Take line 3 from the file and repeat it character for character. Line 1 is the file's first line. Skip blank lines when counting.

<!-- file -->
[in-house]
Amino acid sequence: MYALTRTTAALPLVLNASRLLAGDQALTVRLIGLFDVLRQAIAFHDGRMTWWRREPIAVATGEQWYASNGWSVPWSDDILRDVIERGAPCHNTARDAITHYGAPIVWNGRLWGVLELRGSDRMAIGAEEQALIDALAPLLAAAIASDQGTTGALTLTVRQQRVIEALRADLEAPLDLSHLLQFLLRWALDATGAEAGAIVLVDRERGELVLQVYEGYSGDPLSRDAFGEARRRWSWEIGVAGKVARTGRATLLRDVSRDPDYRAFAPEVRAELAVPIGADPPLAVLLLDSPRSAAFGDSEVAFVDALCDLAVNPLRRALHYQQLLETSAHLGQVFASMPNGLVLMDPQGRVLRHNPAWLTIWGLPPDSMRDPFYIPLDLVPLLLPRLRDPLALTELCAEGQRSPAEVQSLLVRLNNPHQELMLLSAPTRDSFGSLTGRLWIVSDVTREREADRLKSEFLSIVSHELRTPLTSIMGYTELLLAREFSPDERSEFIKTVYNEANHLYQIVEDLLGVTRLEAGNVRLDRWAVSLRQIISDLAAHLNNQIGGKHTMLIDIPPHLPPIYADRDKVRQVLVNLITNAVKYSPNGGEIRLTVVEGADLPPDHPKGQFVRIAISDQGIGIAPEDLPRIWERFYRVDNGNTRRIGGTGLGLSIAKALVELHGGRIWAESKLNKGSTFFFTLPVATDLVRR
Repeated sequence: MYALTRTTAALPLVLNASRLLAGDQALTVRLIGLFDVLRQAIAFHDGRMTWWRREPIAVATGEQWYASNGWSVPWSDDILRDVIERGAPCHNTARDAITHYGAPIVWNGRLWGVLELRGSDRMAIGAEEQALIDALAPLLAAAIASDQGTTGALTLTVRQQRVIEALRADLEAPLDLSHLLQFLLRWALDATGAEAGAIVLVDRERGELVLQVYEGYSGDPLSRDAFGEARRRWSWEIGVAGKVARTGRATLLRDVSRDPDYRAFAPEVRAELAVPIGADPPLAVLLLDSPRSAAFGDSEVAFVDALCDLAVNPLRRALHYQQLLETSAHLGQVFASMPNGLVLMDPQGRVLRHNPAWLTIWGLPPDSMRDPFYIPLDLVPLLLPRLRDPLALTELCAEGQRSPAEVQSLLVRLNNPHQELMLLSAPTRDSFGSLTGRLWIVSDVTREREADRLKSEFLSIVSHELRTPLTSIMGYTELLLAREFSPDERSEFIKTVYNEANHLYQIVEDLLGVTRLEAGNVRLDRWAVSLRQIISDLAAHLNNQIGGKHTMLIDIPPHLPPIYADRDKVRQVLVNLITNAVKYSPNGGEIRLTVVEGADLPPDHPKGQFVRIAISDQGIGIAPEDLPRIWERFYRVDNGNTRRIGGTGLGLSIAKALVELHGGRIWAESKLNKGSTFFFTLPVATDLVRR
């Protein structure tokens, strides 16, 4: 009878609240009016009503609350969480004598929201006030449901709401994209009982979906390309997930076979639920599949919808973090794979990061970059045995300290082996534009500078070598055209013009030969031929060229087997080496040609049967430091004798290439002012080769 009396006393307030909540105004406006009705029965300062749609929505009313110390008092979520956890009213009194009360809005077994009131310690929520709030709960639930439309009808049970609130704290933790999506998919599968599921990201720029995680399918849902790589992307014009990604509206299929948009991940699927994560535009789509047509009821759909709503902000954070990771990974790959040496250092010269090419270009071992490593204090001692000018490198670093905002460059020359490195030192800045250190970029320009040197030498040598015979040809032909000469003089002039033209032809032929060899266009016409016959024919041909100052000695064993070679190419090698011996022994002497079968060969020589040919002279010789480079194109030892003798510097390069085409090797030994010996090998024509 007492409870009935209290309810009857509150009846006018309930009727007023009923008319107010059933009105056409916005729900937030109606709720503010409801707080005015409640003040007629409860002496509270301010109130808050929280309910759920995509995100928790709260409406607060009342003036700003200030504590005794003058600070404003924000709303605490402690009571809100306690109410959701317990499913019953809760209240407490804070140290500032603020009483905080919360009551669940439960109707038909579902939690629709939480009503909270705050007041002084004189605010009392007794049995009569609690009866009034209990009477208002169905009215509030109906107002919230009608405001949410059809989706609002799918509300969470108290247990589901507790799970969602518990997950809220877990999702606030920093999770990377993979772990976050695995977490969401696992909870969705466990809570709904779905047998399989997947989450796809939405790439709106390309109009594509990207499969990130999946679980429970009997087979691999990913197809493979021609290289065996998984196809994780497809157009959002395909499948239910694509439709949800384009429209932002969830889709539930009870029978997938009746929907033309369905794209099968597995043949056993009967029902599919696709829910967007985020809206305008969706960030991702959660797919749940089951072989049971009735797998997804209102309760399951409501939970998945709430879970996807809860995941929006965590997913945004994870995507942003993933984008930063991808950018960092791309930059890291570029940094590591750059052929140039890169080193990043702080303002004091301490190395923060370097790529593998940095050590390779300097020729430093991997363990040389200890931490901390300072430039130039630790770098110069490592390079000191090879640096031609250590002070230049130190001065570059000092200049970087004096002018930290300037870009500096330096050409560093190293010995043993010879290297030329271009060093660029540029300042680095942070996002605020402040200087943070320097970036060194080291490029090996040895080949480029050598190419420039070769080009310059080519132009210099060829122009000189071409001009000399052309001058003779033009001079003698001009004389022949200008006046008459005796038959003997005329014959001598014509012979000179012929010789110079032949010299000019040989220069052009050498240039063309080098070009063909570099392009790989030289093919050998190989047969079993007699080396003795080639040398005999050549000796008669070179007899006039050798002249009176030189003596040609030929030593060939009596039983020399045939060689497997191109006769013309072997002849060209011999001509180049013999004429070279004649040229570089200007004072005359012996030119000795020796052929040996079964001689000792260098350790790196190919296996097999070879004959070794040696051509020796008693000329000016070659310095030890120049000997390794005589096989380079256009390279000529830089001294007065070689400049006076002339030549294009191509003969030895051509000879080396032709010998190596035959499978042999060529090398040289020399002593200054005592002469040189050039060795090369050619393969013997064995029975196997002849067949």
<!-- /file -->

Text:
Repeated sequence: MYALTRTTAALPLVLNASRLLAGDQALTVRLIGLFDVLRQAIAFHDGRMTWWRREPIAVATGEQWYASNGWSVPWSDDILRDVIERGAPCHNTARDAITHYGAPIVWNGRLWGVLELRGSDRMAIGAEEQALIDALAPLLAAAIASDQGTTGALTLTVRQQRVIEALRADLEAPLDLSHLLQFLLRWALDATGAEAGAIVLVDRERGELVLQVYEGYSGDPLSRDAFGEARRRWSWEIGVAGKVARTGRATLLRDVSRDPDYRAFAPEVRAELAVPIGADPPLAVLLLDSPRSAAFGDSEVAFVDALCDLAVNPLRRALHYQQLLETSAHLGQVFASMPNGLVLMDPQGRVLRHNPAWLTIWGLPPDSMRDPFYIPLDLVPLLLPRLRDPLALTELCAEGQRSPAEVQSLLVRLNNPHQELMLLSAPTRDSFGSLTGRLWIVSDVTREREADRLKSEFLSIVSHELRTPLTSIMGYTELLLAREFSPDERSEFIKTVYNEANHLYQIVEDLLGVTRLEAGNVRLDRWAVSLRQIISDLAAHLNNQIGGKHTMLIDIPPHLPPIYADRDKVRQVLVNLITNAVKYSPNGGEIRLTVVEGADLPPDHPKGQFVRIAISDQGIGIAPEDLPRIWERFYRVDNGNTRRIGGTGLGLSIAKALVELHGGRIWAESKLNKGSTFFFTLPVATDLVRR